Bioluminescence is also a military affair. In the First World War, soldiers used to smear their helmets with rotting wood - which is better than wearing a jellyfish - to avoid running into each other. At sea, when plankton is disturbed, it glows. Satellites, ships or aircraft are used to detect the telltale luminescent trails of submarines. This is how the German submarine U-34 was destroyed on November 9th, 1918.

The use of green fluorescent protein will no doubt grow, be it in the field of molecular biology, art and no doubt warfare. Even a poem has been dedicated to GFP:

The green gene
by Christopher Dinesh Raj

Oh, fluorescent one!

From the time they cloned you
And the time, I first set my eyes upon you,
Something drives us
To do something new with you.

You have been excited and emitted,
Mutated to yellow, cyan and blue,
Broken and permutated.

You have been driven with a promoter,
Be it viral T7 or the brain's own L7,
Been expressed in every cell type,
Fused to the you-name-it gene at the N or C terminal.

Confused, I am.

The cells don't mind you,
And the Ni-Nta columns will bind you,
Provided you have been His-tagged,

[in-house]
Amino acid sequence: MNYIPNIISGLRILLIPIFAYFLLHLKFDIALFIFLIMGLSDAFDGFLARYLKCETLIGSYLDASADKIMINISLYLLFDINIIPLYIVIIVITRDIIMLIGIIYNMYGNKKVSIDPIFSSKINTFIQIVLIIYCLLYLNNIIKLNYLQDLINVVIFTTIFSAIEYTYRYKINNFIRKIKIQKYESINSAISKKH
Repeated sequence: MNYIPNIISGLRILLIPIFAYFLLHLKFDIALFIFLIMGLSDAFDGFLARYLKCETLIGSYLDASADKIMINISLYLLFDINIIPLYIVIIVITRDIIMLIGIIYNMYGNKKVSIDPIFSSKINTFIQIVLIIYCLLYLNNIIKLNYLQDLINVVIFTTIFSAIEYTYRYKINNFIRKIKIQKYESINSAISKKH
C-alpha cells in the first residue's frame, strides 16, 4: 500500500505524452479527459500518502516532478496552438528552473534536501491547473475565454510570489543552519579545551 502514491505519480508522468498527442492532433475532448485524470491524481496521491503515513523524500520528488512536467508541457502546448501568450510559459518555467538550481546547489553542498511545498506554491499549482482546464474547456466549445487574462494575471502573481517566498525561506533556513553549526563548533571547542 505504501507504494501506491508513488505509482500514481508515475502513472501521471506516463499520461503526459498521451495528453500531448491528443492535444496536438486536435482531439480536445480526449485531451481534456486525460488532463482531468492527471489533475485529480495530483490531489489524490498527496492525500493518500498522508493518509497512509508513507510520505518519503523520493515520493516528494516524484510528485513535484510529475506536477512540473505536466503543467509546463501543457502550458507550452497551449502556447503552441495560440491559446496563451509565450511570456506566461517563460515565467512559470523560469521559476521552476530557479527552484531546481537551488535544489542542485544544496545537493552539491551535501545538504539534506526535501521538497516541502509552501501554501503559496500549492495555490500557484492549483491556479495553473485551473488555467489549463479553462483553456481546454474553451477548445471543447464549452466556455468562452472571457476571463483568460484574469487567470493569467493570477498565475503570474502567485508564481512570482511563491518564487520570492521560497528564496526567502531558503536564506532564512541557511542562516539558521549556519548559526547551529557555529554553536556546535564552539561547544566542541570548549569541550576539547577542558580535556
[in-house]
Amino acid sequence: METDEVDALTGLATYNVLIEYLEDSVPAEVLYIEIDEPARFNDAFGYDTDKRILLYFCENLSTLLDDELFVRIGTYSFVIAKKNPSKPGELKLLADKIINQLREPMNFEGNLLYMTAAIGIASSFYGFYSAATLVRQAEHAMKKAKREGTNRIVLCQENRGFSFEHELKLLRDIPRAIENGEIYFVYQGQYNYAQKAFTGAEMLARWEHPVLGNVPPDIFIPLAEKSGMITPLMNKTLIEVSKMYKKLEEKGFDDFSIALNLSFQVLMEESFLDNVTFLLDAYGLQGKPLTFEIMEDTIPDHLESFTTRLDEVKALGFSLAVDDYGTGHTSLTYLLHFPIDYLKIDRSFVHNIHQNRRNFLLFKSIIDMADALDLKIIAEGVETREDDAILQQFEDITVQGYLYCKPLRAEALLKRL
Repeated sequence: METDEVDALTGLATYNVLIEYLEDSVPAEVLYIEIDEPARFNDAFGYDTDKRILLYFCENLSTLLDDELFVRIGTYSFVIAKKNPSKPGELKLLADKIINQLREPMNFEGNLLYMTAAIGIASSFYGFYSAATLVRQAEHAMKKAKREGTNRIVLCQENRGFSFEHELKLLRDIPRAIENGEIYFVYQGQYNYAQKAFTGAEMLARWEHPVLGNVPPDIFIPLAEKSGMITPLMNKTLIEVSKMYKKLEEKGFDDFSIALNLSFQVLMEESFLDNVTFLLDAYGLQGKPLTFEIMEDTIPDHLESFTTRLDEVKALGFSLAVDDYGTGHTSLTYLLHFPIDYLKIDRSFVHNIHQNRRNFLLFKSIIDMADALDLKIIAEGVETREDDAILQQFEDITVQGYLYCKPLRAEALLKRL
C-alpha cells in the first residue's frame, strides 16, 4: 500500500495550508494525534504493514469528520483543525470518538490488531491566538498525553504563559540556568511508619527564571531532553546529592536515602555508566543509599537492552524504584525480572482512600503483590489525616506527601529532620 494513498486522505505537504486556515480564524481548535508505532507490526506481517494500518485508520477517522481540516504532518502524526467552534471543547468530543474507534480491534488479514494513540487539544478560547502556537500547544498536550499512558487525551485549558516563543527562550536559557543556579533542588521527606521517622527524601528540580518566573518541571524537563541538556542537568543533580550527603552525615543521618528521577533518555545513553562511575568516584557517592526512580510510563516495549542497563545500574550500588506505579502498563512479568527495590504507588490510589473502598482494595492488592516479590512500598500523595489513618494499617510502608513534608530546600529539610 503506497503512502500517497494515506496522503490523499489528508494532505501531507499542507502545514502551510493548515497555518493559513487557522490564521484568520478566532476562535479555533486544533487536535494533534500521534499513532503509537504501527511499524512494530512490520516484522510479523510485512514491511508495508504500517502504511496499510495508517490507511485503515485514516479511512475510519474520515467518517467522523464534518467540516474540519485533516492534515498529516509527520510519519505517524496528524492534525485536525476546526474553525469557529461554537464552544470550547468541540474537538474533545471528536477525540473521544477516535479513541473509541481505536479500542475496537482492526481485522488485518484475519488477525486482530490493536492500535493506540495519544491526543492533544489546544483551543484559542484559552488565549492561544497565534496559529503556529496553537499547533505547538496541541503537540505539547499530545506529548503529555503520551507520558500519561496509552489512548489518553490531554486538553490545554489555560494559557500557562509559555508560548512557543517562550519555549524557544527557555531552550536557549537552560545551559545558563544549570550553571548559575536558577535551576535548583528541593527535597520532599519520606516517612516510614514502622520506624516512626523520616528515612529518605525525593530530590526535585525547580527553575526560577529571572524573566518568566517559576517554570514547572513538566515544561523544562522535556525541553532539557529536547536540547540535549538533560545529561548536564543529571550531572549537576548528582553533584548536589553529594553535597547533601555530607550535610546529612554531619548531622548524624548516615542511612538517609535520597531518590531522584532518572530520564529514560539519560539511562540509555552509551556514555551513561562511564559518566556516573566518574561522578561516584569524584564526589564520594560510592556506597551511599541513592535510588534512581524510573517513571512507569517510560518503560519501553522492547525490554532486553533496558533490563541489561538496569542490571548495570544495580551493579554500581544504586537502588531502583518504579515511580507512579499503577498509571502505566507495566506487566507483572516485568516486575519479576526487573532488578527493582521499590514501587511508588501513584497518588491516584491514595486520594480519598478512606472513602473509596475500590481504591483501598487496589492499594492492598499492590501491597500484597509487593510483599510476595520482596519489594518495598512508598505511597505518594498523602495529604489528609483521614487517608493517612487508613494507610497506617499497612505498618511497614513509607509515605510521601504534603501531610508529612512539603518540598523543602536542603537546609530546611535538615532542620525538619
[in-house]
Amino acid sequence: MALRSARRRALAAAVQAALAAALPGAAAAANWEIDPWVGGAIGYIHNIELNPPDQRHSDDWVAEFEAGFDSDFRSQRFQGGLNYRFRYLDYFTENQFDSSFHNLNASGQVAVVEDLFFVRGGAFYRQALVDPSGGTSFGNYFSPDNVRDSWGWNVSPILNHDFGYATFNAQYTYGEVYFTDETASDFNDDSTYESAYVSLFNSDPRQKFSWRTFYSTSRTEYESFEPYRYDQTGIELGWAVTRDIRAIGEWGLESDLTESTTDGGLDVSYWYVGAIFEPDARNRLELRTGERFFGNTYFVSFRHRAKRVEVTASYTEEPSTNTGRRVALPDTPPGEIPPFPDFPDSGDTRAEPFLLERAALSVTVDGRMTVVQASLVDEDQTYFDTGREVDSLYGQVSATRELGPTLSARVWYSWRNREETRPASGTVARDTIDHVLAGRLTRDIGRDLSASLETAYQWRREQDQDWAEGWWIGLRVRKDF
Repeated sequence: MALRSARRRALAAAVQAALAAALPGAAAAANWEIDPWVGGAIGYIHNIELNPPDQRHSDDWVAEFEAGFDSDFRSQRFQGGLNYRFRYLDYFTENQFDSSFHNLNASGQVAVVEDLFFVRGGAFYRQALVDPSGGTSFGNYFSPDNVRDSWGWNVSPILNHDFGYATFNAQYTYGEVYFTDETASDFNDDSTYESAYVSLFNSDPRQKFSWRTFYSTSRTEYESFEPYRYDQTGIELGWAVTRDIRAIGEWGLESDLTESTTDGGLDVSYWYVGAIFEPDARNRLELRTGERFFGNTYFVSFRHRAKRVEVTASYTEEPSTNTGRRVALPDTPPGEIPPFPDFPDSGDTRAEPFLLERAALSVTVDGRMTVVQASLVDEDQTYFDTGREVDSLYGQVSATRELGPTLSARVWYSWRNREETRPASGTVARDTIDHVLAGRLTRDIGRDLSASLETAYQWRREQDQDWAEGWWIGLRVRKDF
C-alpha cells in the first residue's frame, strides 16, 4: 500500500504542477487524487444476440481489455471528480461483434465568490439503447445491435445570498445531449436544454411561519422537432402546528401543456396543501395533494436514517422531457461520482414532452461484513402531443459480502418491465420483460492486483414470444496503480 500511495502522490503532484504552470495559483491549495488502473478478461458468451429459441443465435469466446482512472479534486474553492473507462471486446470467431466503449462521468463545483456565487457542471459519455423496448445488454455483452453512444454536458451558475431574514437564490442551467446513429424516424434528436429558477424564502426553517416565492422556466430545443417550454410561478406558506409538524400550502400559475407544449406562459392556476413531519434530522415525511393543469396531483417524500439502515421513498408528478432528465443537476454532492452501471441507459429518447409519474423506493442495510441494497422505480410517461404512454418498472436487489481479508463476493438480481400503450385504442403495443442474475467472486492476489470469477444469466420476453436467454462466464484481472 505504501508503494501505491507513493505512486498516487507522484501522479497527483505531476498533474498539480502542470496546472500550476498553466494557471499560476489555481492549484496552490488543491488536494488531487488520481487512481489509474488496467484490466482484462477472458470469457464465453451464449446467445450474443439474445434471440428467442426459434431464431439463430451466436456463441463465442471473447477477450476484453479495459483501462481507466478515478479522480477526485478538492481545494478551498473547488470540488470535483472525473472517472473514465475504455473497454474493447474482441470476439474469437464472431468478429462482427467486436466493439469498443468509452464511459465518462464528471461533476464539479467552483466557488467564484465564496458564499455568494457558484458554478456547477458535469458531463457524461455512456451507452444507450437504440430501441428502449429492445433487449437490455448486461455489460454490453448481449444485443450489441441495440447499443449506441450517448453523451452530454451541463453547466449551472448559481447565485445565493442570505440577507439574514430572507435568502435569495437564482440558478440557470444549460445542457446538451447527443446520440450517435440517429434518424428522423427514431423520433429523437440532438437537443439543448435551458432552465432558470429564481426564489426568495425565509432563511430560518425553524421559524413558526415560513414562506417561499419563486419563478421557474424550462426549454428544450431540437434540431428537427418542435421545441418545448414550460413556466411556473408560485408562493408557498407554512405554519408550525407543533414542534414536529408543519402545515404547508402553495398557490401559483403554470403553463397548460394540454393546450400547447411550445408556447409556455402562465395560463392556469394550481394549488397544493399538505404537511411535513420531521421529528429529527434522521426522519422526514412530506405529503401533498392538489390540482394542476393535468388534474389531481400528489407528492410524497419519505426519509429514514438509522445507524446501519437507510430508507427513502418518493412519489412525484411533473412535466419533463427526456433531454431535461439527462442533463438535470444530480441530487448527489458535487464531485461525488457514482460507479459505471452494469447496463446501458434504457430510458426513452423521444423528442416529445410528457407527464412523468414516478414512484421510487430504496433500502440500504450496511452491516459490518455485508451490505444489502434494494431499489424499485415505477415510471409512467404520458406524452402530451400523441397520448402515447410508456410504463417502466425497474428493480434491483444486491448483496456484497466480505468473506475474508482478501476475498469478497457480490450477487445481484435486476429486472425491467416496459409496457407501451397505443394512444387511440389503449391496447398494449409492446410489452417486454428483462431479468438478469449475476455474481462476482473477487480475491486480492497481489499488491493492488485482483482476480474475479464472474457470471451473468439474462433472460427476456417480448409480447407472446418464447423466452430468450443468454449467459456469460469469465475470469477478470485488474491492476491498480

Only to make you pure.

You have been glorified here,
And stolen there,

Still you shine like an emerald in mother nature's crown.

Allow me to make a new construct out of you,
Mutate and transform you,
Shine some blue light upon you,
And I am certain my peers will turn green,
Yes, green with envy,

Because My GFP is brighter.

Cross-references to Swiss-Prot

P42212: Aequoria victoria green fluorescent protein


1. Tsien R. Y.
The Green Fluorescent Protein
Annu. Rev. Biochem. 67:509-544(1998).
PMID: 9759496

2. Yang F., Moss L.G., Phillips Jr, G.N.
The Molecular Structure of Green Fluorescent Protein
Nat. Biotechnol. 14:1246-1251(1996).
PMID: 9631087

3. Marchant J.
First Light
The New Scientist magazine, vol. 167, issue 2248, July 22nd 2000, page 34.

4. Schueller G.
But is it art?
The New Scientist magazine, vol. 169, issue 2272, January 6th 2001, page 34.
Eduardo Kac's web site: http://www.ekac.org

Protein Spotlight (ISSN 1424-4721) is published by the SWISS-PROT group at the Swiss Institute of Bioinformatics (SIB). Authorization to photocopy or reproduce this article for internal or personal use is granted by the SIB provided its content is not modified. Please enquire at spotlight@isb-sib.ch for commercial usage.

Back to Kac Web